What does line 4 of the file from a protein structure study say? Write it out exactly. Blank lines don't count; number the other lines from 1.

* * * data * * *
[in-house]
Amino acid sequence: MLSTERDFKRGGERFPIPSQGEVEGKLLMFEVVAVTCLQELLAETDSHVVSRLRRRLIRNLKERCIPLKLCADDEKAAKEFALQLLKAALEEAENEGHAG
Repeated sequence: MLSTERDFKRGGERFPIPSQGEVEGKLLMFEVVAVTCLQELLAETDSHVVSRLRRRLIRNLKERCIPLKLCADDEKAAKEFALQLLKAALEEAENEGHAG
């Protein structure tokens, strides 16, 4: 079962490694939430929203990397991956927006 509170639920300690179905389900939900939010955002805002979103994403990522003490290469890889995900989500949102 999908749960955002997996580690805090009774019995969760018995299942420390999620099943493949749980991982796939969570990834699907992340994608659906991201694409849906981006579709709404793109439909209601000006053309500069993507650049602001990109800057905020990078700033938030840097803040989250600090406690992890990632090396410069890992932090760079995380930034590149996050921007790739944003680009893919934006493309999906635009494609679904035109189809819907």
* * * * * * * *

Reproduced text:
């Protein structure tokens, strides 16, 4: 079962490694939430929203990397991956927006 509170639920300690179905389900939900939010955002805002979103994403990522003490290469890889995900989500949102 999908749960955002997996580690805090009774019995969760018995299942420390999620099943493949749980991982796939969570990834699907992340994608659906991201694409849906981006579709709404793109439909209601000006053309500069993507650049602001990109800057905020990078700033938030840097803040989250600090406690992890990632090396410069890992932090760079995380930034590149996050921007790739944003680009893919934006493309999906635009494609679904035109189809819907």